Since the inception of MHI’s Annual Industry Report, labor issues have dominated the list of top challenges faced by supply chain leaders. In the most recent survey, 57% say hiring and retaining qualified workers is their top challenge, followed by 56% who note the talent shortage is their primary struggle.
Clearly, the workforce is top of mind for many who oversee operations for warehouses and distribution centers. Yet, when considering an investment in robotics or automation to help reduce dependence on headcount, concerns about workers’ acceptance of these technologies are often a deterrent. Indeed, several labor-related myths exist, including employees’ fears of job losses or resistance to adopting the solutions.
Companies that accept these misconceptions miss out on several robotic and automation benefits. Amid persistently low employment rates, these technologies reduce the number of staffers required to perform routine, tedious, and time-consuming tasks.
Fortunately, there are several successful approaches for introducing automation that can alleviate many employee anxieties. Here are some best practice strategies to help workers overcome their robotic automation concerns.
Emphasize Automation’s Advantages
Many essential tasks performed in warehousing and distribution operations are redundant and repetitive. Most employees find these jobs boring and physically demanding. Deploying autonomous mobile robots (AMRs) or fixed automation to fill these roles allows the reallocation of associates to higher-value, more mentally stimulating work—a change of pace many would welcome.
Further, companies that deploy automation will need workers to fill new roles that support the technologies. According to Rueben Scriven, Research Manager at Interact Analysis, companies need personnel to implement, operate, and service robotic automation. In The New York Times, he explained: “Robots won’t replace workers in the near term, but rather make them more efficient and productive. Humans will be crew chiefs, commanding and maintaining teams of robots.”
Emphasizing these advantages to current warehouse staff will help them embrace the transition. Further, sharing the experiences of others in similar positions can enable employees to better understand the benefits automation will bring to their current roles. For example, in interviews conducted by Accenture researchers of warehouse associates about their automation experiences and impressions, most reported that it makes their jobs less dangerous and more ergonomic. They also said it boosts their efficiency and accuracy.
Address Workers’ Concerns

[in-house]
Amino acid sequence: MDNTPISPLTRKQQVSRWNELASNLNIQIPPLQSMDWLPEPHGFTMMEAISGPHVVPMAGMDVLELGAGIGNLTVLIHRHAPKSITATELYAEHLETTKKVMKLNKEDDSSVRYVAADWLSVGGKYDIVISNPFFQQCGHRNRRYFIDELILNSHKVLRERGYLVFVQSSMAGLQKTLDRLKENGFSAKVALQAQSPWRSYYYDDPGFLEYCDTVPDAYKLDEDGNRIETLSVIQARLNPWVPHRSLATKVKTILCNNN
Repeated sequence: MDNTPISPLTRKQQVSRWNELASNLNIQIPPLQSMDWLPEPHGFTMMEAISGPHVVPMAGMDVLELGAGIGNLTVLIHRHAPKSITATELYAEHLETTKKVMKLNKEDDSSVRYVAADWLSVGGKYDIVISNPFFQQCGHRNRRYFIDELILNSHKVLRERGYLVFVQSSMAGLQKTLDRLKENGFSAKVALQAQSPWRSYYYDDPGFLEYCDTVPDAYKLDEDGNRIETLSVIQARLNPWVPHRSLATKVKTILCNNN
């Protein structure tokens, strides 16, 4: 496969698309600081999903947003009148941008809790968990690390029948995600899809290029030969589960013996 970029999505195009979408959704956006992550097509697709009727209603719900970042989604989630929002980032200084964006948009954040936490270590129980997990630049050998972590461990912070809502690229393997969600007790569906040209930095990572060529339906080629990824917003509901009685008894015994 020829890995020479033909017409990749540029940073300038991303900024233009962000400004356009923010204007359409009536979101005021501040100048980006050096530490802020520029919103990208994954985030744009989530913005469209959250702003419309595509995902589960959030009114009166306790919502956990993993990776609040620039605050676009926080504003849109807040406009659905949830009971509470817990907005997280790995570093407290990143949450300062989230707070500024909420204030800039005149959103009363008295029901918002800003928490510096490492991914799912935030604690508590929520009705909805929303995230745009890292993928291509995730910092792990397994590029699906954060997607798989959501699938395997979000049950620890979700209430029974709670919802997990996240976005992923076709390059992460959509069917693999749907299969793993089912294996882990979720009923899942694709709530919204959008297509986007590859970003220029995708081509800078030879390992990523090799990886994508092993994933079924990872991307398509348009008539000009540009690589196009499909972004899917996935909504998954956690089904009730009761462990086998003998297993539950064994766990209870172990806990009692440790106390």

Many workers’ robotics and automation concerns are rooted in the unknown. When digging into these fears, researchers at Sweden’s Jönköping University found they are principally attributable to a lack of confidence about, knowledge of, or experience with the new automated system. Further, the Accenture automation sentiment study found that potential job losses, inadequate training, and downtime due to equipment malfunctions topped employees’ lists of worries.
Both research teams advise ensuring that the automation’s design is worker-centric, easily understood, and makes jobs more manageable. Further, making a conscious effort to listen to employees’ fears and address them through interactive training on the system helps increase their confidence and acceptance of the new solutions. Likewise, instituting a formal upskilling program that demonstrates opportunities for career growth gives workers a tangible means to see professional improvement and advancement through automation.
Develop a Change Management Program
In general, people aren’t wired for change. Yet adding automation to an existing operation is both a significant and dramatic shift that can encounter resistance across any level of a company. That’s why it’s essential to deploy robotics or automation as a part of a broader, more comprehensive change management program.
Jönköping University’s team of researchers examined organizational resistance to warehouse automation. In addition to working closely with front-line employees to understand their concerns and developing training and upskilling, they advise:
- Secure and communicate top management’s commitment to the project, even if the transition is not smooth.
- Establish criteria for evaluating the deployment’s success and adapting to challenges.
- Develop and follow a formal, step-by-step automation implementation plan. This roadmap should include training, developing new job titles, skills development, and adoption incentives.
Acknowledge the misconceptions about a workforce’s acceptance of robotics and automation by providing the facts and proactively address employees’ concerns with training, education, and a preemptive change management program. By doing this, your team will make a smooth transition to a more efficient, productive operation.
Looking for More Insights?
To discover more strategies to help employees more readily accept an automation deployment, read Prime Robotics’ whitepaper that debunks labor-related robotic automation myths. In this whitepaper, we consider five worker-centric misconceptions and refute them with facts from leading industry experts, researchers, and publications.